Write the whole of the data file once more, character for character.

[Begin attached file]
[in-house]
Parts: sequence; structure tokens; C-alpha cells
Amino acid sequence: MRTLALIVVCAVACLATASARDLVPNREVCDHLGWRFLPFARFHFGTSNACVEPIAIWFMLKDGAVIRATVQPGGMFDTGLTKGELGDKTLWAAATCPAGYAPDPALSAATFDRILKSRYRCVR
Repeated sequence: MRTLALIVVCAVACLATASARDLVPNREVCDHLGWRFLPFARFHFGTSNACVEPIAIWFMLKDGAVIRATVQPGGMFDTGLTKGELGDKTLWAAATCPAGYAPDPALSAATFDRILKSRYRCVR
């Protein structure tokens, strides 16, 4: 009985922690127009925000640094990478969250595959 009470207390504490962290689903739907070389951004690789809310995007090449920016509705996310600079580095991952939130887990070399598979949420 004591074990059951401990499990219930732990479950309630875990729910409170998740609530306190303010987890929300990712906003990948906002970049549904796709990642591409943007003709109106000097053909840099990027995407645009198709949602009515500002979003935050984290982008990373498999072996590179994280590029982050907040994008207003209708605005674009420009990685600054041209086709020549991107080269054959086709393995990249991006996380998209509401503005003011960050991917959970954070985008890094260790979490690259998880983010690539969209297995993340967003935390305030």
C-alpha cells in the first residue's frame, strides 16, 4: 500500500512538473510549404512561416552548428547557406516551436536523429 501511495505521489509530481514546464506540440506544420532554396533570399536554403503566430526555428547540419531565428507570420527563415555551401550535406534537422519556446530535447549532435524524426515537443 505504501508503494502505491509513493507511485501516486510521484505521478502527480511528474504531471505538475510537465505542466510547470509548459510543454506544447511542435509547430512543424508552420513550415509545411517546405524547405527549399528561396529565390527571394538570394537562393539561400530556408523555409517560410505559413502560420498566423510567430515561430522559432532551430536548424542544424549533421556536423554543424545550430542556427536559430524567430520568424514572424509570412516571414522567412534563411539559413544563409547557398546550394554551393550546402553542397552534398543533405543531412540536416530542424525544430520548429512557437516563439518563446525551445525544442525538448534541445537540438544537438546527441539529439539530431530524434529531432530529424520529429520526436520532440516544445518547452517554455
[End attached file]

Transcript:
[in-house]
Parts: sequence; structure tokens; C-alpha cells
Amino acid sequence: MRTLALIVVCAVACLATASARDLVPNREVCDHLGWRFLPFARFHFGTSNACVEPIAIWFMLKDGAVIRATVQPGGMFDTGLTKGELGDKTLWAAATCPAGYAPDPALSAATFDRILKSRYRCVR
Repeated sequence: MRTLALIVVCAVACLATASARDLVPNREVCDHLGWRFLPFARFHFGTSNACVEPIAIWFMLKDGAVIRATVQPGGMFDTGLTKGELGDKTLWAAATCPAGYAPDPALSAATFDRILKSRYRCVR
């Protein structure tokens, strides 16, 4: 009985922690127009925000640094990478969250595959 009470207390504490962290689903739907070389951004690789809310995007090449920016509705996310600079580095991952939130887990070399598979949420 004591074990059951401990499990219930732990479950309630875990729910409170998740609530306190303010987890929300990712906003990948906002970049549904796709990642591409943007003709109106000097053909840099990027995407645009198709949602009515500002979003935050984290982008990373498999072996590179994280590029982050907040994008207003209708605005674009420009990685600054041209086709020549991107080269054959086709393995990249991006996380998209509401503005003011960050991917959970954070985008890094260790979490690259998880983010690539969209297995993340967003935390305030």
C-alpha cells in the first residue's frame, strides 16, 4: 500500500512538473510549404512561416552548428547557406516551436536523429 501511495505521489509530481514546464506540440506544420532554396533570399536554403503566430526555428547540419531565428507570420527563415555551401550535406534537422519556446530535447549532435524524426515537443 505504501508503494502505491509513493507511485501516486510521484505521478502527480511528474504531471505538475510537465505542466510547470509548459510543454506544447511542435509547430512543424508552420513550415509545411517546405524547405527549399528561396529565390527571394538570394537562393539561400530556408523555409517560410505559413502560420498566423510567430515561430522559432532551430536548424542544424549533421556536423554543424545550430542556427536559430524567430520568424514572424509570412516571414522567412534563411539559413544563409547557398546550394554551393550546402553542397552534398543533405543531412540536416530542424525544430520548429512557437516563439518563446525551445525544442525538448534541445537540438544537438546527441539529439539530431530524434529531432530529424520529429520526436520532440516544445518547452517554455